BSA's Experimental .34 Caliber Pistols


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During World War One, Birmingham Small Arms (aka BSA) grew into a massive arms manufacturing facility to supply the previously inconceivable military appetite for rifles. When the war ended, they were left with a bit of a dilemma. As a private entity, what were they to do with such a huge production capacity and no more government orders?

One part of their post-war plan was to create and market a new line of handguns and ammunition in conjunction with a conglomerate of ammunition manufacturers. The result was a line of new belted cartridges including a .34 caliber belted round roughly equivalent to the .32 ACP. To use this cartridge, BSA designed a pistol, which was mostly a copy of the FN 1910. The hope was that a good marketing campaign centered around the state-of-the-art new ammunition would make for a popular product and many sales.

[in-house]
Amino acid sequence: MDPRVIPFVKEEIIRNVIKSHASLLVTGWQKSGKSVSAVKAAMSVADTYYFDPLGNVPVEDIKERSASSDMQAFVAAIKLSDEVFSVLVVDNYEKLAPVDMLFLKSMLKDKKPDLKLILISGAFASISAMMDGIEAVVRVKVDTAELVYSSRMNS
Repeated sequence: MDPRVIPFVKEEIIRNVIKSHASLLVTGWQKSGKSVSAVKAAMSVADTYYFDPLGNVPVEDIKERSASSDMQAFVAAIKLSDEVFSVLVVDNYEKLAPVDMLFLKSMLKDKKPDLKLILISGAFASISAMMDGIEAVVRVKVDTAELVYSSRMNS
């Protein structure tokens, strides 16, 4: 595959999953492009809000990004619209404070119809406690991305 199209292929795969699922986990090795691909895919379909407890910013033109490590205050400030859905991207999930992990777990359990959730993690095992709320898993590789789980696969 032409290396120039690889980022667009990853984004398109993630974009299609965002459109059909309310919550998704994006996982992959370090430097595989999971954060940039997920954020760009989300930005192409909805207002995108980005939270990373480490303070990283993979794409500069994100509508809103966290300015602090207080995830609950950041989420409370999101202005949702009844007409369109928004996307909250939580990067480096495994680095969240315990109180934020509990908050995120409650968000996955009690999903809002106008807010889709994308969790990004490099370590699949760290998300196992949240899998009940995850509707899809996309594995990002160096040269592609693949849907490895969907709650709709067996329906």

Unfortunately for BSA, the plan was a flop. Belted ammunition was new and innovative, but thoroughly unnecessary for blowback handgun cartridges. The new guns never went past the prototype stage, and only three are known to exist. Two of those are coming up for sale at James D Julia in October 2015, one in the new .34 caliber cartridge and one rebuilt by the factory to use .32 ACP.

Category: Firearm Reviews Uploaded: 09/16/2015

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